Cycling Europe for Dummies

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Western Europe
By Christine Chan

I’ve been spending my evenings waiting tables in one of the snobbiest malls in the U.S. I don’t think I need to describe how desperate I am for summer. I am going to Europe for two and half months to backpack and study abroad. There is a week between the end of school and the date my friend can join me. I can either stay at home and work or go early by myself. It is an easy decision. Crazy ideas about how to spend that week have sprung up as I run yet another diet coke out to a table of cranky parents. My favorite idea is to spend that week biking around the countryside. After all, I like to bike the seven blocks to school on my $15 mountain bike that I got from Goodwill. If you are laughing at me, you are in the good company of my friends and family. This article will contain information for other clueless travelers interested in biking in Europe.

Advantages/disadvantages to biking
The European countryside cannot be fully appreciated from the confinement of a train. Biking allows for freedom and intimacy with the land. Europeans love bikers and thus travelers will find it easier to interact with the locals. If you are uncomfortable with the idea of biking on your own, there are dozens of bike tours that offer guides and vehicle assistance for luggage. Some good ones are:

Euro-Bike and Walking Tours (tel. 800/321-6060, www.eurobike.com)
Backroads (tel. 800/462-2848, www.backroads.com)
Pack & Pedal Europe (tel. 877/965-2064, www.tripsite.com)
Randonnée Tours (self-guided tours only, tel. 800/465-6488, www.randonneetours.com)
Exodus (http://www.exodus.co.uk/activities/cyclingeurope.html)

On the downside, biking is slow; an average biker travels between 40-60 miles a day. It takes an entire day to bike the distance that can be covered by train in an hour. Biking is also physically exhausting. I doubt that I’ll have energy to explore the small villages after a day of riding.

Where to get a bike
Some airlines ship bikes for free as one of your two-piece luggage allowance. Others charge a small fee. Contact the airline to find out. Most Eurail trains and hostels will allow for bikes to accompany the traveler with advance notice. If this sounds like too much of a pain, you can rent crappy bikes while in Europe. If an area is fit for biking, there will be bikes available for rent. They come cheaply at about $10-15/day.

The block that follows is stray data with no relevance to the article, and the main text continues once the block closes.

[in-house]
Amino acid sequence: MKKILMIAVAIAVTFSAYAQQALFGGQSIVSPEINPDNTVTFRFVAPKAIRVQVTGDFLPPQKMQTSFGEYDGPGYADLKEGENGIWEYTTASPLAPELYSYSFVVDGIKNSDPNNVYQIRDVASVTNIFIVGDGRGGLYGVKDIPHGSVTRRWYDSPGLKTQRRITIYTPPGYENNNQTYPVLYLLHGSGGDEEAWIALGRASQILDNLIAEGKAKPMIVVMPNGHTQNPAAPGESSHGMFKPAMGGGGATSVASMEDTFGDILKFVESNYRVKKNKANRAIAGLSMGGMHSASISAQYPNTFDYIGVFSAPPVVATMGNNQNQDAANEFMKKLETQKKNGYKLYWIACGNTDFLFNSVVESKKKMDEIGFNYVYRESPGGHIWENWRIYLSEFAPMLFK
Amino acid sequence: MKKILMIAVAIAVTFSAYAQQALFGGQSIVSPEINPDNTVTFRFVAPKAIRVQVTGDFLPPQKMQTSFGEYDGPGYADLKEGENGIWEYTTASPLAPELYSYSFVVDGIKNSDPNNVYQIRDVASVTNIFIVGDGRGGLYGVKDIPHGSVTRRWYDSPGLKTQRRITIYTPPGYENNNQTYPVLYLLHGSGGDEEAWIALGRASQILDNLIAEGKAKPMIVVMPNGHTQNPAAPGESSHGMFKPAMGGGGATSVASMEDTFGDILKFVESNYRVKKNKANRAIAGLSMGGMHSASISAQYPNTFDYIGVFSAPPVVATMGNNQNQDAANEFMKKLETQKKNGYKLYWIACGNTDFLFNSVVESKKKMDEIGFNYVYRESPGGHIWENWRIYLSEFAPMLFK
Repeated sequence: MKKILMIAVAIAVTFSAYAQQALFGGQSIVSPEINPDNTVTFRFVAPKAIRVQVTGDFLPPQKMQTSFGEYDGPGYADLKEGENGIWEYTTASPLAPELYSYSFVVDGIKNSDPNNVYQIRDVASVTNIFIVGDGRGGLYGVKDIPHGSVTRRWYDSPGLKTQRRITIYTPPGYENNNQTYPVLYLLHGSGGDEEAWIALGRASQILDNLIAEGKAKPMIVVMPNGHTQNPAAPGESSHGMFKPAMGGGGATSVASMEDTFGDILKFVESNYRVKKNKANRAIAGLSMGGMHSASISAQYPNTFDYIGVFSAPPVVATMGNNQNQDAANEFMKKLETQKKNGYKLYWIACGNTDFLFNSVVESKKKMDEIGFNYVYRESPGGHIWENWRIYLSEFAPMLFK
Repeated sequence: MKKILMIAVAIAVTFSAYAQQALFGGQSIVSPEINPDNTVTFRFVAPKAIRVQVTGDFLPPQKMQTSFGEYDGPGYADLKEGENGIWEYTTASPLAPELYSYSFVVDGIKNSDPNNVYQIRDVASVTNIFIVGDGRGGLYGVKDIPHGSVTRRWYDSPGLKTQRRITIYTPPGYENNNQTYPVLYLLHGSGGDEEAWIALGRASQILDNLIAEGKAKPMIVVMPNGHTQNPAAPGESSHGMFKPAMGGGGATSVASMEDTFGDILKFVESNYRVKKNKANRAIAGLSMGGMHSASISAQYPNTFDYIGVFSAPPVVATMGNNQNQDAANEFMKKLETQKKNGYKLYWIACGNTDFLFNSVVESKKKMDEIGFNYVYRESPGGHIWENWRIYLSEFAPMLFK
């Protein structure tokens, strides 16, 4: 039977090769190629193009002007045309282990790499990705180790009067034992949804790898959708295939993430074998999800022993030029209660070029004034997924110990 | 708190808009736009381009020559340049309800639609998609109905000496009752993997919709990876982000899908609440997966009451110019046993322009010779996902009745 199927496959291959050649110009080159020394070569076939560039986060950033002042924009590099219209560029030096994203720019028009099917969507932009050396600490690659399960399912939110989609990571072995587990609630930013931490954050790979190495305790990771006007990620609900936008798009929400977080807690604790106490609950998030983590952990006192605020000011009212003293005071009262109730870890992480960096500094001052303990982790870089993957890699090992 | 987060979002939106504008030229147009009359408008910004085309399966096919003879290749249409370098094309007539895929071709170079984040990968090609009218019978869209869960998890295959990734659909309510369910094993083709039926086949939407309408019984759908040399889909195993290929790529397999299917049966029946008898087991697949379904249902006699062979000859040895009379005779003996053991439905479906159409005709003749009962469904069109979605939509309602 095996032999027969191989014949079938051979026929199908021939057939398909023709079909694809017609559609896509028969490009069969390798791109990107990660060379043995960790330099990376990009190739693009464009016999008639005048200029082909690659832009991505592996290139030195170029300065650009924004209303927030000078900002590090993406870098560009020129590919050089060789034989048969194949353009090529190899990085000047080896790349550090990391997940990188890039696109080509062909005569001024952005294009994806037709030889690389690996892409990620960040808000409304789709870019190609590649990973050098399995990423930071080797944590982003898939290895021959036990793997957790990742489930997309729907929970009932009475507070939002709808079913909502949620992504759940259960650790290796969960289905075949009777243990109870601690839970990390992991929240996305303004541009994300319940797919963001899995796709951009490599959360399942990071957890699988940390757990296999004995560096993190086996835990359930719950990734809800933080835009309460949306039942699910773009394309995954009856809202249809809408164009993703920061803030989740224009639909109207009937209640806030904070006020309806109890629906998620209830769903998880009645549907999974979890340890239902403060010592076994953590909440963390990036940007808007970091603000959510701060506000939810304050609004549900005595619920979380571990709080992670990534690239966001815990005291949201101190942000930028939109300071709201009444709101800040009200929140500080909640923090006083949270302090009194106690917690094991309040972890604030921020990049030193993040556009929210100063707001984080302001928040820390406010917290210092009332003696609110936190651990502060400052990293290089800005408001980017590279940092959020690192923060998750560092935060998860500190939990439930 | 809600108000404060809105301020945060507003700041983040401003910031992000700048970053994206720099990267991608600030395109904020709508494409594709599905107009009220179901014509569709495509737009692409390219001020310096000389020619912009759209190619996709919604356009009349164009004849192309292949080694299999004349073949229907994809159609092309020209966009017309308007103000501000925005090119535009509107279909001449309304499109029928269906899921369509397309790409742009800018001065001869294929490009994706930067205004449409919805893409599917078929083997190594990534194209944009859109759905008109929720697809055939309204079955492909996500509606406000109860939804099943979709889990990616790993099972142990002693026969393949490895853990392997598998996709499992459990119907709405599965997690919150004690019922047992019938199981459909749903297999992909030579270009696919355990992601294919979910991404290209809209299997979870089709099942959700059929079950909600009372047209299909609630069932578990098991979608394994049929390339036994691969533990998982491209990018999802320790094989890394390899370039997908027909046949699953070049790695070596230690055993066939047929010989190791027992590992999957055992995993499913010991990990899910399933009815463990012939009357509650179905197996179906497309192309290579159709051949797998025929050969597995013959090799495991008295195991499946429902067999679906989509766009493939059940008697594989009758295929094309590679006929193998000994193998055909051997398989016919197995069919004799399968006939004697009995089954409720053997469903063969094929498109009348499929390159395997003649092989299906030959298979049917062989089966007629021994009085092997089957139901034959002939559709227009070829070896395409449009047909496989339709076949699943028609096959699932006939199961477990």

What to do with a huge backpack
There is no way that I’m going to lug a few months worth of stuff on my back. There are a few options. 1) I can find a European friend to drop off by bag with and only take the bare necessities. 2) I can pay for a locker in a hostel. 3) I can train for the next few months with 20 lbs. worth of stuff on my back. I don’t even know why I am including the third option.

Where to stay
Many hardcore bikers stay in campsites and have to lug tents, sleeping bags, and cooking equipment. I plan to stay in hostels. Bike theft is a problem so either take the bike up to your room or beg the owner to lock it up indoors. Since I will be in the countryside, I will be in many towns with few accommodation options. I don’t want to risk biking all day to find out that the one hotel in town is full. To be safe, I will reserve ahead where I’m going to stay every night and have a backup plan in case of bad weather or fatigue.

Best countries for biking
After talking to people and doing book research, it seems like every country in Europe has great areas for biking. Of the flatter terrains, France, Holland, Czech Republic, and Britain have gotten the highest recommendations. For overall planning, read Michelin’s Europe. While in Europe, use local maps for day-to-day navigation. Those maps reveal steepness of hills, quiet back roads, which roads are closed on the weekends, etc. They can be bought from local bike shops and some tourism offices.

Skills/Supplies needed
Any adventurer that wants to bike alone will have to do serious planning. To prepare, I am going to start going on 20 mile bike rides at least once a week. I am going to take a class on how to patch tires, traffic rules, nutrition, etc.

Supplies needed: helmet, Gortex raincoat, biking gloves, sunscreen, lights, bell (required by law), tire patching kit, cell-phone, saddlebags, power bars, and water bottle.

I am so excited to ride through part of Europe! This article contains the beginning of my research. There is still a ton to plan with routes, accommodation, equipment, etc. But that is all part of the fun, right? I am hopeful that reading this will inspire you to do some overseas biking as well!





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